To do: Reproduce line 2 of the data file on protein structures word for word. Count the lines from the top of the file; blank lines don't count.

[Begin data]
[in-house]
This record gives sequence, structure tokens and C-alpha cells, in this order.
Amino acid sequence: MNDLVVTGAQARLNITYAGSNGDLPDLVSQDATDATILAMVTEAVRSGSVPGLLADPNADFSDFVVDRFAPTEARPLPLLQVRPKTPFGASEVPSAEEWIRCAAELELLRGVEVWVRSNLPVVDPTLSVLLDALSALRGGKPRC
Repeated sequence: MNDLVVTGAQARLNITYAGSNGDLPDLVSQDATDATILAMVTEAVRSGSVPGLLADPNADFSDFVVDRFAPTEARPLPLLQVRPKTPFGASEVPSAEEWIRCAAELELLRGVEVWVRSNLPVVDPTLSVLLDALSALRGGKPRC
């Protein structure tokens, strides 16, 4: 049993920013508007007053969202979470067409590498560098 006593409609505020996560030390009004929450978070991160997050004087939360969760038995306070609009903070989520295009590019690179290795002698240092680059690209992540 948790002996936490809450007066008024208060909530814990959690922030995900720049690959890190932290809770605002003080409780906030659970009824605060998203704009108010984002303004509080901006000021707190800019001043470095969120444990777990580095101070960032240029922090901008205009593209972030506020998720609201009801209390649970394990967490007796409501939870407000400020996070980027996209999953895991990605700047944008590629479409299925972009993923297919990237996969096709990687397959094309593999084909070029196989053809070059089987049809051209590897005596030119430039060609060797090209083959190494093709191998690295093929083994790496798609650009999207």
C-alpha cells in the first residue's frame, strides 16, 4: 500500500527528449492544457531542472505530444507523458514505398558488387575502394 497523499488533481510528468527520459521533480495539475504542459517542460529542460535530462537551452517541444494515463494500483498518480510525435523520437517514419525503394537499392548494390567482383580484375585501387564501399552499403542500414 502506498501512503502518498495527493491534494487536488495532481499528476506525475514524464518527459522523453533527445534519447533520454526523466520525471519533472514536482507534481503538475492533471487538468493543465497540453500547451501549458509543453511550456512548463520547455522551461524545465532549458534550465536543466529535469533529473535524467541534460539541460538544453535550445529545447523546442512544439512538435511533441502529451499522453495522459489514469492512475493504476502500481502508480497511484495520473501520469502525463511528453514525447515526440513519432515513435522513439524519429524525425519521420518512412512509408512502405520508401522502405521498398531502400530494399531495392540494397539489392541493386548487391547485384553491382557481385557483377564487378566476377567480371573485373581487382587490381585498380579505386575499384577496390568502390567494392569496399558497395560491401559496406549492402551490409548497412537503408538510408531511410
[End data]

This record gives sequence, structure tokens and C-alpha cells, in this order.